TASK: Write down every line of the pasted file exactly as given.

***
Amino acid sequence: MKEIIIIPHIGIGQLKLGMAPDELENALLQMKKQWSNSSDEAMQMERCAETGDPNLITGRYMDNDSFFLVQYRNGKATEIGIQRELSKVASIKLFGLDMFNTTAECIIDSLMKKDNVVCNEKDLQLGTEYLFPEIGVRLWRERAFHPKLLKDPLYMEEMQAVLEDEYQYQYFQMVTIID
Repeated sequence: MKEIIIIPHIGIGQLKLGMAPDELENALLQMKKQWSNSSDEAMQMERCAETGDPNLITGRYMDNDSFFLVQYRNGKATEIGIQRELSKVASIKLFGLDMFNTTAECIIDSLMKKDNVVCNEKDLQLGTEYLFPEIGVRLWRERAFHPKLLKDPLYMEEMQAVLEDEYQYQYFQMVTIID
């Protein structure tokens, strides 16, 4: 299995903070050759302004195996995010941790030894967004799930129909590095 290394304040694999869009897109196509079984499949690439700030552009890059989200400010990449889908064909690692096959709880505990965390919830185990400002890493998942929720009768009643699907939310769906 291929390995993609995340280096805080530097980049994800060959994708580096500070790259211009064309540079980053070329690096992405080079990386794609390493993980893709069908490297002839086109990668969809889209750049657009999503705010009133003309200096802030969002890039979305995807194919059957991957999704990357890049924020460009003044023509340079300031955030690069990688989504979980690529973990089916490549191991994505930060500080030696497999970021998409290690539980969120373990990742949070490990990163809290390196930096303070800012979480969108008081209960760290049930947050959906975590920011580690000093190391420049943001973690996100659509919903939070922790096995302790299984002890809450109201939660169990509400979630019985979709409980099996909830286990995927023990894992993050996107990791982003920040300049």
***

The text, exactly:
Amino acid sequence: MKEIIIIPHIGIGQLKLGMAPDELENALLQMKKQWSNSSDEAMQMERCAETGDPNLITGRYMDNDSFFLVQYRNGKATEIGIQRELSKVASIKLFGLDMFNTTAECIIDSLMKKDNVVCNEKDLQLGTEYLFPEIGVRLWRERAFHPKLLKDPLYMEEMQAVLEDEYQYQYFQMVTIID
Repeated sequence: MKEIIIIPHIGIGQLKLGMAPDELENALLQMKKQWSNSSDEAMQMERCAETGDPNLITGRYMDNDSFFLVQYRNGKATEIGIQRELSKVASIKLFGLDMFNTTAECIIDSLMKKDNVVCNEKDLQLGTEYLFPEIGVRLWRERAFHPKLLKDPLYMEEMQAVLEDEYQYQYFQMVTIID
């Protein structure tokens, strides 16, 4: 299995903070050759302004195996995010941790030894967004799930129909590095 290394304040694999869009897109196509079984499949690439700030552009890059989200400010990449889908064909690692096959709880505990965390919830185990400002890493998942929720009768009643699907939310769906 291929390995993609995340280096805080530097980049994800060959994708580096500070790259211009064309540079980053070329690096992405080079990386794609390493993980893709069908490297002839086109990668969809889209750049657009999503705010009133003309200096802030969002890039979305995807194919059957991957999704990357890049924020460009003044023509340079300031955030690069990688989504979980690529973990089916490549191991994505930060500080030696497999970021998409290690539980969120373990990742949070490990990163809290390196930096303070800012979480969108008081209960760290049930947050959906975590920011580690000093190391420049943001973690996100659509919903939070922790096995302790299984002890809450109201939660169990509400979630019985979709409980099996909830286990995927023990894992993050996107990791982003920040300049």